Kancoona Gap : July 31

There are meaningful moments in history when something momentous occurs, and you know exactly where you were on that day. It becomes significant. Often life changing. Events like the Berlin wall going up, JKF’s assassination, NASA landing an Apollo mission the moon, Fleetwood Mac releasing the Rumours album, the Berlin wall coming down, Lady Di’s death, Port Adelaide winning the 2004 AFL premiership, the list goes on. For a few of us from the WRBC, it will be Sunday July 31st, 2022, and the Kancoona Gap Track walk.

What we didn’t realise was the history being made today by our club walkers. For what I believe is the first time ever, we had men outnumbering the ladies on a walk. Sorry, I should have warned you and asked you to sit down first. That’s correct 57% of the walkers today were men. I’ll let you do the maths for the ladies. I have contacted the people at Guinness World Records, and am eagerly awaiting their reply to hear how they rate our record-breaking achievement.

It was a bit of a bleak, cloudy day with a temperature of 13 degrees forecast (it felt like five) and predicted rain approaching possibly late afternoon or evening. Our incentive for the walk was to beat the rain, and allow sufficient time for the promised wine tasting at Eagle Range Estate on the way home.

It’s a fair drive from Wangaratta to begin the walk, and our first mission was to leave a car at what would be the end of our walk, Kancoona Gap Track, where a roadside stop exists. Google maps list this as the point where the Happy Valley Road changes its name to Running Creek Road. It was then on towards the plantation in Kancoona South. We took the opportunity to drive a little further first, and view Running Creek Castle. Best described by observers as one man’s folly. But a delightful one at that.

Our starting point was just off the sealed road, on the edge of the plantation at Rolland Road, beginning at an elevation of 425m. For most of us beanies were the order of the day as we began our gradual ascent. This road bordered the edge of plantation, and state forest, for all this section. We encountered one muddy portion which was navigated well by all involved with no mishaps. This was surprising as Sandra and Sonia were with us today. A little further along, at about the 4.5km point, morning tea was taken.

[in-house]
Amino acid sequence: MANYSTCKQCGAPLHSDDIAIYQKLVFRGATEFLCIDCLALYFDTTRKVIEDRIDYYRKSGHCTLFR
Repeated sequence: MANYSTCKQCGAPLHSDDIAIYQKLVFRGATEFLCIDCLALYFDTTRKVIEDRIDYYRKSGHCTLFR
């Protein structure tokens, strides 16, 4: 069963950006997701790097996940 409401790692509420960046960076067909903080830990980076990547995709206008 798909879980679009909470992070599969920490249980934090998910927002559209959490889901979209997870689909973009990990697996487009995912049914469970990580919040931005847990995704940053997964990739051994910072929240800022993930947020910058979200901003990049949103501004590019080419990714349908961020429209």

We resumed our walk, and 300 metres later we were at the main junction where six tracks go in all different directions. The wind, which had now picked up, seemed to be able to blow in about four of those directions at the same time. Our track, the Kancoona Gap track, was of course, the steepest. So far, we had climbed steadily, and about 185m over almost 5km to be at about 610m in elevation. It hadn’t been strenuous at all.

Things were about to change. Although by no means daunting, we were now going to be climbing steadily to reach a height of 753m over about 1.5km. Pat handed out the snakes by way of inducement for the next section of the walk. It wasn’t a constant uphill trudge, with the undulating ridge providing respite at points. The group was walking faster than anticipated, and with about 4kms to go at the 6km mark, it was suggested that lunch could be taken at the main road where the first car for the shuffle was parked.

Forest trees partially obscured the views of Happy Valley on one side, and Running Creek on the other. There were no birds to be heard in the forest today. The cold had obviously killed them all. The one lone wallaby spotted was surely heading to a warmer place, probably a farmer’s bonfire. My face was frozen, and yet my nose could still drip. How can this be? Geoff’s beard looked like icicles would form any minute. Yes, it was getting colder.

About halfway along the track it descends about 70m before engaging you to rise to another peak of about 747m. This up and down continued for about 2km, until finally, the long descent over about 1.5km to the car at 573m. Yes, I own a GPS and I’m not afraid to use it.

A covered shelter and table provided us with a suitable lunch venue. Pat’s welcoming cuppa was also consumed at this point and warming all up from the inside. The 10.2km walk was completed in about 3 ¼ hours. Congratulations to the seven walkers (did I mention 57% were men?) who decided against their better judgement to participate on a less than welcoming day from mother nature.

The journey home was rewarded with a visit to Eagle Range Estate wines.
The tastings of their cool climate wines were melting the frosty insides of today’s walkers. Winemaker Frank was very informative, and we had our own special lecture on winemaking. Just don’t ask about the egg whites. The views from the cellar door were amongst the best of the day, and so a group photo was demanded.

I can picture the scenarios in years to come. I imagine Geoff, Daryl, Paul, or myself telling fellow club members, friends, family, and even complete strangers on the street. “Yes, I was one of the 57% on that day way back in July 2022, when the men outnumbered the ladies on a WRBC walk. Would you like an autograph?”
Michael Braendler

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